Instead, the journal invited us to submit a letter as correspondence. Under the circumstances, we agreed. The letter went through two rounds of peer-review; both our initial and later versions were also posted on a pre-print server, here and here. (It is easy to discern some of the changes that occurred during this process. For example, our initial letter highlighted the authors’ agreement to correct the paper, and their subsequent withdrawal of this agreement; the final version did not.)

Complications continued even after acceptance. For some reason, the journal ended up publishing the authors’ response to our letter before publishing the letter itself. That has been rectified, and both our letter and the response are now online.

Our point is pretty simple. FND is not synonymous with the SNSS’s category of “functional/psychological” and should not be presented as if it were. As our letter noted, what happened here is an example of the phenomenon known as diagnostic creep. The authors made a bold assertion, and then cited a study that very clearly did not support it. It is self-evident, or should be, that misrepresenting the findings from a study being cited is unacceptable.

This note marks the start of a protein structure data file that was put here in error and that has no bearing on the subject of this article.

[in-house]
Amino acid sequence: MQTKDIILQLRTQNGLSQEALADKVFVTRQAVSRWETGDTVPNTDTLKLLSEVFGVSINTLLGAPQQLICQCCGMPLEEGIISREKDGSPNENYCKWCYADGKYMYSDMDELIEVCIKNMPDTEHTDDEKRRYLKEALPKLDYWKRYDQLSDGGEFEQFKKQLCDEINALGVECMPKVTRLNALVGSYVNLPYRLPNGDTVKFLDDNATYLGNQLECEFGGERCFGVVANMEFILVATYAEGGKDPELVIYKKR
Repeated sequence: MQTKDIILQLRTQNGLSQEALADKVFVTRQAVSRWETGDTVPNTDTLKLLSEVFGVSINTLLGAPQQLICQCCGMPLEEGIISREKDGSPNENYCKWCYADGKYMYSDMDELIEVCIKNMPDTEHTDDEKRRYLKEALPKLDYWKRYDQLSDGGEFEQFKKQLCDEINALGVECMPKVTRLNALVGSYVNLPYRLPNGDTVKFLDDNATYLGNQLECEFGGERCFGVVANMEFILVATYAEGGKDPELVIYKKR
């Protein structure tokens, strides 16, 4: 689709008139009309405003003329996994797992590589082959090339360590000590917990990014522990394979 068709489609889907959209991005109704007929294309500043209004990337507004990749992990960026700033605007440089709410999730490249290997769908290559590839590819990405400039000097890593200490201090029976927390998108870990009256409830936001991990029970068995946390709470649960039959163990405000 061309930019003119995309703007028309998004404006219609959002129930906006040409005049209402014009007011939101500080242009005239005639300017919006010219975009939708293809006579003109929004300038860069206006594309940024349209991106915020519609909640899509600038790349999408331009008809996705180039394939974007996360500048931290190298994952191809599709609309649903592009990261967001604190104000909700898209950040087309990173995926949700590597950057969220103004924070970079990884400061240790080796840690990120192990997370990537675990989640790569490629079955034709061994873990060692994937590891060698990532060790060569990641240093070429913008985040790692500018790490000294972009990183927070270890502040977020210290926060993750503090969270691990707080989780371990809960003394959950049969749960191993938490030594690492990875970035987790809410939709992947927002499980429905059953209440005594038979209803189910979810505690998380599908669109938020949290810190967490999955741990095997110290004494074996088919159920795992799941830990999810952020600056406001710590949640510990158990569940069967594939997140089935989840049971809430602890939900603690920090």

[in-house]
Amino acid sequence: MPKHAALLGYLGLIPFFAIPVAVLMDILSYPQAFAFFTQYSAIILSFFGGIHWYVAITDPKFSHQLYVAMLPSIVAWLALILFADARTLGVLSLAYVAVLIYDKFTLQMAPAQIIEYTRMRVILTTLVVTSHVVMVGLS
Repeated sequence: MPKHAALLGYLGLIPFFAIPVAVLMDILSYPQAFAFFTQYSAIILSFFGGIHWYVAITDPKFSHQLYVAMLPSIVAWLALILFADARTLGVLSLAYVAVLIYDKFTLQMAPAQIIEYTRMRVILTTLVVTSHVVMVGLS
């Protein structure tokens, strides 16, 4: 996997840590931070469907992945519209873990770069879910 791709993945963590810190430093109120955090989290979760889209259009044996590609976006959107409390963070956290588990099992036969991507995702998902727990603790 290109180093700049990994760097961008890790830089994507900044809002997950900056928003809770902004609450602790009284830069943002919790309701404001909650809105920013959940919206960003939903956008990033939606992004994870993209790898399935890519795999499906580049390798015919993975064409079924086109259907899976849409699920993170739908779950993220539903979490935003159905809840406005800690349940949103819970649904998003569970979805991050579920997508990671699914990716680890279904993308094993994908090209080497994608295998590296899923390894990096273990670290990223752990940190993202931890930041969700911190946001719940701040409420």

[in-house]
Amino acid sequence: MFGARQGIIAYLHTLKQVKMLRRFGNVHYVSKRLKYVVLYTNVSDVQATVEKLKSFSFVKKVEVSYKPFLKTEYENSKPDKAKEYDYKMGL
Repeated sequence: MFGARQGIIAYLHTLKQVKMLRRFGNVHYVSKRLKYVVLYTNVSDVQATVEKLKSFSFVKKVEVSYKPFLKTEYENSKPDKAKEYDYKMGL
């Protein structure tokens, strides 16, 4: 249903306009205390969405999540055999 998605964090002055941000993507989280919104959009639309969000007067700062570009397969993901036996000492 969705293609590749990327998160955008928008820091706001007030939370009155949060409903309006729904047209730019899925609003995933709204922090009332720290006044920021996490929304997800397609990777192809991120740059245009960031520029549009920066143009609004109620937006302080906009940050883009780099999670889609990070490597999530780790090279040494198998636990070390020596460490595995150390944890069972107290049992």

Not surprisingly, the paper’s authors don’t agree with us. But these are among the leaders in the field of FND, so they have a lot at stake in debates about prevalence—as is clear from the very extensive list of “declared conflicts of interest” appended to the article itself and their response to our letter. (Of course, I have my own “declared conflicts of interest” related to my crowdfunding support.)


Trying to prove FND is the same as “functional/psychological”

In the authors’ response, they acknowledge what is indisputable—the claim that FND is the second-most-common diagnosis was based on a reinterpretation of the data from the study being cited. They then offer four paragraphs of rationalizations and justifications for why, in their view, it was legitimate to equate FND with the “functional/psychological” group in the SNSS. Let’s review.

Paragraph #1: The sentence was a “scene setting statement” meant to make a “brief comment,” and the epidemiology of FND wasn’t “the focus of our paper.”  

It is hard to see the relevance of these points.  That the intent was to make general comments about an issue that was not the focus of a paper is not an acceptable rationale for violating appropriate reporting and citation practices. A statement should never flagrantly misrepresent the reference being cited in support, whatever the context. Furthermore, the scene-setting nature of the sentence is part of what makes the citation so offensive and ethically untenable, since the authors are presenting their distortion of the data in the article’s opening paragraph as a blanket assertion of fact.

Paragraph #2: The “functional/psychological” category in the SNSS is pretty much equivalent to what we would call FND now. 

This long paragraph is the heart of the authors’ response, and it is one big fudge. Here is the core of the defense, in which the authors explain who fell into the “functional/psychological” group besides those with conversion disorder symptoms: